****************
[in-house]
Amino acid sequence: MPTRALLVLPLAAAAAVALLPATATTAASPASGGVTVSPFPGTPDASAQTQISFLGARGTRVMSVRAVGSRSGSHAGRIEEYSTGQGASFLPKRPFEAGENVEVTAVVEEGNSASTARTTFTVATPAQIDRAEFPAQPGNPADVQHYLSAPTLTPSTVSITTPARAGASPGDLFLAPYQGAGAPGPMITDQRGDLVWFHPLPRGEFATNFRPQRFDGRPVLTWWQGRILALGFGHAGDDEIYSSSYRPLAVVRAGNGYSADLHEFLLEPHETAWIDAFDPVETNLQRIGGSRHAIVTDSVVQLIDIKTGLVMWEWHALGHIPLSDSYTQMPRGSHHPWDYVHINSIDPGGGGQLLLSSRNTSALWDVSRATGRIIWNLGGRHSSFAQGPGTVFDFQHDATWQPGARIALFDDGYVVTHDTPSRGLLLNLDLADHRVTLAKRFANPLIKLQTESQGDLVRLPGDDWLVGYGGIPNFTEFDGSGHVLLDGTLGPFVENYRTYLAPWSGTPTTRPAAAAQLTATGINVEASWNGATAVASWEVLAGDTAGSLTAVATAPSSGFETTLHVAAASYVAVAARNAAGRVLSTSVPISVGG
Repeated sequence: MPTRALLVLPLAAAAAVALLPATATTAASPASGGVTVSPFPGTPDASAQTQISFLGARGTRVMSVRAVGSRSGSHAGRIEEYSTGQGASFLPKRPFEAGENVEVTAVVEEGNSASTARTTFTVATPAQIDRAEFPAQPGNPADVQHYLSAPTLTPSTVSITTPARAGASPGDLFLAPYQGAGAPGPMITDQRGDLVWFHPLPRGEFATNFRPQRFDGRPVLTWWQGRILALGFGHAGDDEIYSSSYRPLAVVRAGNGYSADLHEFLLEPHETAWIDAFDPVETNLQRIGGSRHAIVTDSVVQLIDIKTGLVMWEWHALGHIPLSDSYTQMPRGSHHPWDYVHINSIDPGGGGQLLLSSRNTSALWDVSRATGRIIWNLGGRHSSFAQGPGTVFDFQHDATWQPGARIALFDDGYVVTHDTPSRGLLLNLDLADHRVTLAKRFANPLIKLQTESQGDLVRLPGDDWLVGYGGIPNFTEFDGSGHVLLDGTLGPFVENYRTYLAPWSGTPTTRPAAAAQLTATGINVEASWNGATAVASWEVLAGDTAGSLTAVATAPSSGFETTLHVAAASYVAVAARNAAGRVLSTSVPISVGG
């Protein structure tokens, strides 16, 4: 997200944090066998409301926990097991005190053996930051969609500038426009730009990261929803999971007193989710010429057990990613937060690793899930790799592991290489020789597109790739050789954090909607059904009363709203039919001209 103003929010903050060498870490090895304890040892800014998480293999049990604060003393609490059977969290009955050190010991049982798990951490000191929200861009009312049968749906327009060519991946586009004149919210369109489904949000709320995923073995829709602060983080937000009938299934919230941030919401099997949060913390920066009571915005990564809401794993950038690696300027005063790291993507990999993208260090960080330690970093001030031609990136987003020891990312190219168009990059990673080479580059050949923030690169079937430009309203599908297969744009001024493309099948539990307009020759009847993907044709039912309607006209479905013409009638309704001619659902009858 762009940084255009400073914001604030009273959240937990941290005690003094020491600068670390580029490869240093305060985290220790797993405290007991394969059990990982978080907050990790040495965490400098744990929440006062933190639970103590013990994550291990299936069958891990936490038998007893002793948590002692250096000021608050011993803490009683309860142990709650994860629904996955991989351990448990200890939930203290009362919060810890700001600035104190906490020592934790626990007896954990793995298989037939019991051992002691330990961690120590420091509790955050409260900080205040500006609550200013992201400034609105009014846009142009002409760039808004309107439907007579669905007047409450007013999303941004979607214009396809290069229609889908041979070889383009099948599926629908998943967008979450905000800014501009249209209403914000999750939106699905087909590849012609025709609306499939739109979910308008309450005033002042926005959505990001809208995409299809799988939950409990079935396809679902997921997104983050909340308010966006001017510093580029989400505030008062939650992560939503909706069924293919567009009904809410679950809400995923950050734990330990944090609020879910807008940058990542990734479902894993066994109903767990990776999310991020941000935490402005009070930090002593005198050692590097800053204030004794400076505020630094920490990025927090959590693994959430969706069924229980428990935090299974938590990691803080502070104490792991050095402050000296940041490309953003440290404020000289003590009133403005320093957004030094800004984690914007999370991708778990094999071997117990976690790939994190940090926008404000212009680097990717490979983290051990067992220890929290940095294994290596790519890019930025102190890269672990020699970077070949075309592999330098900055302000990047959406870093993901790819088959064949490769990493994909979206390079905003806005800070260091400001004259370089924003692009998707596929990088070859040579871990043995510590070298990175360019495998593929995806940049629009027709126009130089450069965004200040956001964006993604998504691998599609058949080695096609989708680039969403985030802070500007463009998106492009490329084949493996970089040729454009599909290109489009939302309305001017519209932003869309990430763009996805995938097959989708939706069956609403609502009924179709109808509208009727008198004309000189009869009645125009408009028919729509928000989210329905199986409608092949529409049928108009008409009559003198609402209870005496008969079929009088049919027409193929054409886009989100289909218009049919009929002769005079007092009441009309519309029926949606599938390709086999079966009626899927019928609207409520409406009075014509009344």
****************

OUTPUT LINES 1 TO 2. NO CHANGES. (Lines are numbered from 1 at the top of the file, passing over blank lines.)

[in-house]
Amino acid sequence: MPTRALLVLPLAAAAAVALLPATATTAASPASGGVTVSPFPGTPDASAQTQISFLGARGTRVMSVRAVGSRSGSHAGRIEEYSTGQGASFLPKRPFEAGENVEVTAVVEEGNSASTARTTFTVATPAQIDRAEFPAQPGNPADVQHYLSAPTLTPSTVSITTPARAGASPGDLFLAPYQGAGAPGPMITDQRGDLVWFHPLPRGEFATNFRPQRFDGRPVLTWWQGRILALGFGHAGDDEIYSSSYRPLAVVRAGNGYSADLHEFLLEPHETAWIDAFDPVETNLQRIGGSRHAIVTDSVVQLIDIKTGLVMWEWHALGHIPLSDSYTQMPRGSHHPWDYVHINSIDPGGGGQLLLSSRNTSALWDVSRATGRIIWNLGGRHSSFAQGPGTVFDFQHDATWQPGARIALFDDGYVVTHDTPSRGLLLNLDLADHRVTLAKRFANPLIKLQTESQGDLVRLPGDDWLVGYGGIPNFTEFDGSGHVLLDGTLGPFVENYRTYLAPWSGTPTTRPAAAAQLTATGINVEASWNGATAVASWEVLAGDTAGSLTAVATAPSSGFETTLHVAAASYVAVAARNAAGRVLSTSVPISVGG